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Nigerians still love beer despite economy downturn

Tyrion Lannister, one of the lead characters in G. R. R Martin’s Novel, The Game of Throne, said “l am a person who drinks. People who drink need to keep drinking. It is not easy being drunk all the time. If it were easy, everyone would do it.

The Imp added that “Everything’s better with some wine in the belly. I can’t sleep without wine,”

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If Tryrion were to be reborn into the World again, he would love to be a Nigerian.

Nigerians love beer. They consume it and every tribe or ethnic group has a name for it. Even foreigners know we are addicted to rum in the bottle, and we are ready to spend our hard-earned cash on it no matter the economic situation.

On a cool Saturday evening, Anthony Rapuluchukwu, a 42-year-old businessman, was holding a glass full of beer in his right hand, getting ready to take a sip of life.

He said he had already drunk four bottles of Trophy, and he hadn’t even started as that number was just an appetizer.

“Every day, I drink beer. I have been drinking since l was 18. We like beer in this country and l think it is hereditary as my parents do drink, even my grandparents tasted it and l am sure those before them had,” said Rapuluchukwu.

Read also: Lagos to close Nigerian Breweries’ Rail Crossing, other for rail project 

Rapuluchuku is absolutely correct because statistics validates his point.

Nigerian Breweries, the largest brewer in Africa’s largest economy, recorded sales of almost N259.92 billion as at nine months September 2019 while Guinness Nigeria and International Breweries recorded sales of N26.89 billion and N26.89 billion respectively.

That means these companies generated cumulative revenue of N383.98 billion, which is more than the combined internally revenue of 20 states.

If we divided the total revenue figure (N383.98 billion) by a population of 170 million, it then means that one Nigerian will get a bottle and a halt each.

According to a recent report by a market research group, the country has an average beer consumption of 12.28 litres per year, which means it leads the top 10 biggest beer-drinking countries in Africa.

“This is by virtue of her population, which technically translates to higher volume and litres consumed per year,” said the report.

The report also revealed that beer makes up just 16 percent of alcohol consumption in Nigeria, while other drinks make up 84 percent due to the high popularity of home-brewed beverages in the country.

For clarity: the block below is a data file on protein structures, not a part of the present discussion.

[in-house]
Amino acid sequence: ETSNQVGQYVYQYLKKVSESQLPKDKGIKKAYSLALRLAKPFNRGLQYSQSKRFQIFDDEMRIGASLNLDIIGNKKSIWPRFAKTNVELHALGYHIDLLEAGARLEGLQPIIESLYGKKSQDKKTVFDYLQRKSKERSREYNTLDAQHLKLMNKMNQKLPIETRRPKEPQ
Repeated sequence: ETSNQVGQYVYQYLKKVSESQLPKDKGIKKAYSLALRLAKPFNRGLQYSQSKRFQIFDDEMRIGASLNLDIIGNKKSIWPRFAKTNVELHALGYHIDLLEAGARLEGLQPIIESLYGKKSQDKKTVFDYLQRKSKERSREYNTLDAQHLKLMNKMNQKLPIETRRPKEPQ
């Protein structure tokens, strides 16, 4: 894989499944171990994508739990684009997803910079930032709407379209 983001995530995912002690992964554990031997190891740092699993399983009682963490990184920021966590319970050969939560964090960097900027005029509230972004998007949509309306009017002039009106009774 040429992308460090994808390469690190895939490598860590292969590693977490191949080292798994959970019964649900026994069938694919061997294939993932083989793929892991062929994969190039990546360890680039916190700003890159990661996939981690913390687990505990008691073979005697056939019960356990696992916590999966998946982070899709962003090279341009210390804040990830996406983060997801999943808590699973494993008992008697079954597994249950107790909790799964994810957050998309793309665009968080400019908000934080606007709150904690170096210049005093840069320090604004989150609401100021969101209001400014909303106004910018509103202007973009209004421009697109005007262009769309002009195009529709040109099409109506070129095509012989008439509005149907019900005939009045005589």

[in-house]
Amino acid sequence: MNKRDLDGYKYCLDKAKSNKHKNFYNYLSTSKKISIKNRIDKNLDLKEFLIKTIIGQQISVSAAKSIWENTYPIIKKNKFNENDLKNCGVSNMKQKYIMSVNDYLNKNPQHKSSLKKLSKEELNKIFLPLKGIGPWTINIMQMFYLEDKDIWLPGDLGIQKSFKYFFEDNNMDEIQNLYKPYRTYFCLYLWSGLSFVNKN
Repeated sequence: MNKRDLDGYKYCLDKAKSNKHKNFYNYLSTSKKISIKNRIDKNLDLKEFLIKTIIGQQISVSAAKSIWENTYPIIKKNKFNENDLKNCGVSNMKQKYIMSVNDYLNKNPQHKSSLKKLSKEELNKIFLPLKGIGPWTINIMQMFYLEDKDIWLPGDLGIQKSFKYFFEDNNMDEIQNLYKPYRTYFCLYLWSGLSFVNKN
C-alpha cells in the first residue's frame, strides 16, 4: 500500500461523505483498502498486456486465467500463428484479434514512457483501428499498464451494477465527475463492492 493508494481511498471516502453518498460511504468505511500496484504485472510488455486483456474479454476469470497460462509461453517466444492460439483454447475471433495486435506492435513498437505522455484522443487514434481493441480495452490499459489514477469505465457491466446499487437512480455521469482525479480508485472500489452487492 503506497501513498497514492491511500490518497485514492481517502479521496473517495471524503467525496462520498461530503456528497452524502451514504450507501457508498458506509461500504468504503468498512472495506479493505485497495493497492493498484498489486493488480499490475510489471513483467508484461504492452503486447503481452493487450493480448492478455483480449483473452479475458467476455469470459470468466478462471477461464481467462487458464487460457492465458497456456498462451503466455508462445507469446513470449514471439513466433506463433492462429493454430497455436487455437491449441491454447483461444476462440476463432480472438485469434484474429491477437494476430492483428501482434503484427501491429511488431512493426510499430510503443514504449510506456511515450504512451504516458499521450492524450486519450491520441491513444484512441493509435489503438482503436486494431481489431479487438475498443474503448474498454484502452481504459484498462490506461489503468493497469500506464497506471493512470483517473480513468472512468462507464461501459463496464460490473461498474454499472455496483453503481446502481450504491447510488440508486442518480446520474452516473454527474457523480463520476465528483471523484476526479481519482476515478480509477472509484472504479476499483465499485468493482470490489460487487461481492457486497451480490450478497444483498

According to a 2016 report by the National Bureau of Statistics (NBS), Nigerians spent at least N208 billion on alcohol – this amount was more than the budget of Ondo State for that year.

A breakdown of the nation’s sobriety pattern shows the South-south zone is the least restrained community of alcohol consumers. There, N74.4 billion was spent on alcohol, making the states of Delta, Edo, Bayelsa, Rivers, Akwa Ibom, and Cross Rivers the section of the country inhabiting the most enthusiastic drinkers in the year.

However, the largest brewers are struggling as a stuttering economy has hindered consumers from drinking more beer while some of them have downgraded to cheaper brands.

While the country’s gross domestic product ( GDP) stood at 2.28 as at the third quarter of 2019, it is lower than the 6.31 percent growth of 2014.

Inflation for the month of December 2019 stood at 11.98 percent, the highest in 17 months as food prices have skyrocketed on the back of closure of the borders by Federal Government.

Analysts are of the view that that 2020 will remain tough for Nigeria from a macroeconomic standpoint, and even more so for consumers.

Upward adjustments on electricity tariffs next year, Increase in VAT, and the land border closures, will further squeeze consumer wallets.

Despite the harsh and unpredictable environment, brewers are sanguine that the economy will rebound to growth as they are intensifying strategy to take advantage of the Nigeria market.

International Breweries plans to raise capital via a rights issue so as to reduce the huge debt in its books. The company has been recording losses since 2018.

“Additionally, higher energy costs are likely to weigh on COGS, and with brewers still unable to fully transfer the cost burden to consumers, we expect some contractionary margin pressures,” said analysts at Cordros Capital Ltd.

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